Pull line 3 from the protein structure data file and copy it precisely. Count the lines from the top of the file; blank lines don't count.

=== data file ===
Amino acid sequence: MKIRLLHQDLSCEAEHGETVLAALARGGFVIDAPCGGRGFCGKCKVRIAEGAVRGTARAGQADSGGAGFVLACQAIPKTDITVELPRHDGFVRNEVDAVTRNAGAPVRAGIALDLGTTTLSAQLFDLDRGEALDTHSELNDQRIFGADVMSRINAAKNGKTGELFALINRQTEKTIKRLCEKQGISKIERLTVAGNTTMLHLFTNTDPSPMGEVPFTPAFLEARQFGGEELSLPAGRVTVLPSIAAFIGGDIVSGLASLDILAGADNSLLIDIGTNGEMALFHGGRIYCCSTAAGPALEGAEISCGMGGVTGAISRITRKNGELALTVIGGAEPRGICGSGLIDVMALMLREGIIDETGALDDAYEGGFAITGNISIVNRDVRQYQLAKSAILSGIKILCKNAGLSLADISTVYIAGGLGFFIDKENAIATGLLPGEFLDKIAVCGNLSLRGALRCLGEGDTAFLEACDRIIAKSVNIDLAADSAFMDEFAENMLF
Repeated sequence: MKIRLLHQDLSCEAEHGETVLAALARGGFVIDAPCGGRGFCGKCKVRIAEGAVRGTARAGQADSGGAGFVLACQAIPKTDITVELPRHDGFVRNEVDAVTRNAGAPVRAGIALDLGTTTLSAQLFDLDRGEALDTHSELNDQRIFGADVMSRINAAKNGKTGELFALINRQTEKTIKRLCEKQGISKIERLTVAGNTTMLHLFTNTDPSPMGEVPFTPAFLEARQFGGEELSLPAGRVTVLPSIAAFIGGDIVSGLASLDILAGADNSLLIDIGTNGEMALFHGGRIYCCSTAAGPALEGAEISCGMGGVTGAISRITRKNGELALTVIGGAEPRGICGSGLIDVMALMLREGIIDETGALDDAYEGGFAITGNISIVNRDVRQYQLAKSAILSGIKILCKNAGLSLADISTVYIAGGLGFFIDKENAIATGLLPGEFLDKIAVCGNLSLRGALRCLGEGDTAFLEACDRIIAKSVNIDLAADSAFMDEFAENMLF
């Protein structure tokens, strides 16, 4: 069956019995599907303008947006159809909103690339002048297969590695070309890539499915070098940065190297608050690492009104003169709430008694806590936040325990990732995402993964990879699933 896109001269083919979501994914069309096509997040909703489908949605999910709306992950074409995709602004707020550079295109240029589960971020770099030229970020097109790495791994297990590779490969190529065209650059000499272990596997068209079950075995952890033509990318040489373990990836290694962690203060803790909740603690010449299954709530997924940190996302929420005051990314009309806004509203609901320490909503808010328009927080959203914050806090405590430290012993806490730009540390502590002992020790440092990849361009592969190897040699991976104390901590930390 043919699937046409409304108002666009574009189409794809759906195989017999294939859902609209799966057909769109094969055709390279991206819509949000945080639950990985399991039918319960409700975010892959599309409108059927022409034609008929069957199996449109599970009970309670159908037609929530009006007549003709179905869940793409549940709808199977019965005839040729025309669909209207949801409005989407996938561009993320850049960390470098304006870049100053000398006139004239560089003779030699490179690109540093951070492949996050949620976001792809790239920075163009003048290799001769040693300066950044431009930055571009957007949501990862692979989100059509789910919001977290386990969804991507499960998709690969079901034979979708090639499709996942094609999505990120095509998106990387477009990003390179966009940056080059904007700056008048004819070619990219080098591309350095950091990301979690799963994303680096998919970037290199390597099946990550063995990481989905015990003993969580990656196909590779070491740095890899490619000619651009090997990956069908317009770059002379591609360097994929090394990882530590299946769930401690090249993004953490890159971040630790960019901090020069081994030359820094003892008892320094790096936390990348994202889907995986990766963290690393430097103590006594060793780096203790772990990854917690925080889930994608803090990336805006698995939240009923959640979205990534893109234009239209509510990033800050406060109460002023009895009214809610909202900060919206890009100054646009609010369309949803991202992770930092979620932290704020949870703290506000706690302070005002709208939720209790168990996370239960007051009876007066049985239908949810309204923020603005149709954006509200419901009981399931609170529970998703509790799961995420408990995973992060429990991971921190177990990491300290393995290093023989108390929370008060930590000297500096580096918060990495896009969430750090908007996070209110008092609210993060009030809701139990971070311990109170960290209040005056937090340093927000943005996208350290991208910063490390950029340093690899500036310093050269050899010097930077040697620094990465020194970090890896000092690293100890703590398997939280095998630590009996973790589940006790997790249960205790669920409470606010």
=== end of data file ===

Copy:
């Protein structure tokens, strides 16, 4: 069956019995599907303008947006159809909103690339002048297969590695070309890539499915070098940065190297608050690492009104003169709430008694806590936040325990990732995402993964990879699933 896109001269083919979501994914069309096509997040909703489908949605999910709306992950074409995709602004707020550079295109240029589960971020770099030229970020097109790495791994297990590779490969190529065209650059000499272990596997068209079950075995952890033509990318040489373990990836290694962690203060803790909740603690010449299954709530997924940190996302929420005051990314009309806004509203609901320490909503808010328009927080959203914050806090405590430290012993806490730009540390502590002992020790440092990849361009592969190897040699991976104390901590930390 043919699937046409409304108002666009574009189409794809759906195989017999294939859902609209799966057909769109094969055709390279991206819509949000945080639950990985399991039918319960409700975010892959599309409108059927022409034609008929069957199996449109599970009970309670159908037609929530009006007549003709179905869940793409549940709808199977019965005839040729025309669909209207949801409005989407996938561009993320850049960390470098304006870049100053000398006139004239560089003779030699490179690109540093951070492949996050949620976001792809790239920075163009003048290799001769040693300066950044431009930055571009957007949501990862692979989100059509789910919001977290386990969804991507499960998709690969079901034979979708090639499709996942094609999505990120095509998106990387477009990003390179966009940056080059904007700056008048004819070619990219080098591309350095950091990301979690799963994303680096998919970037290199390597099946990550063995990481989905015990003993969580990656196909590779070491740095890899490619000619651009090997990956069908317009770059002379591609360097994929090394990882530590299946769930401690090249993004953490890159971040630790960019901090020069081994030359820094003892008892320094790096936390990348994202889907995986990766963290690393430097103590006594060793780096203790772990990854917690925080889930994608803090990336805006698995939240009923959640979205990534893109234009239209509510990033800050406060109460002023009895009214809610909202900060919206890009100054646009609010369309949803991202992770930092979620932290704020949870703290506000706690302070005002709208939720209790168990996370239960007051009876007066049985239908949810309204923020603005149709954006509200419901009981399931609170529970998703509790799961995420408990995973992060429990991971921190177990990491300290393995290093023989108390929370008060930590000297500096580096918060990495896009969430750090908007996070209110008092609210993060009030809701139990971070311990109170960290209040005056937090340093927000943005996208350290991208910063490390950029340093690899500036310093050269050899010097930077040697620094990465020194970090890896000092690293100890703590398997939280095998630590009996973790589940006790997790249960205790669920409470606010």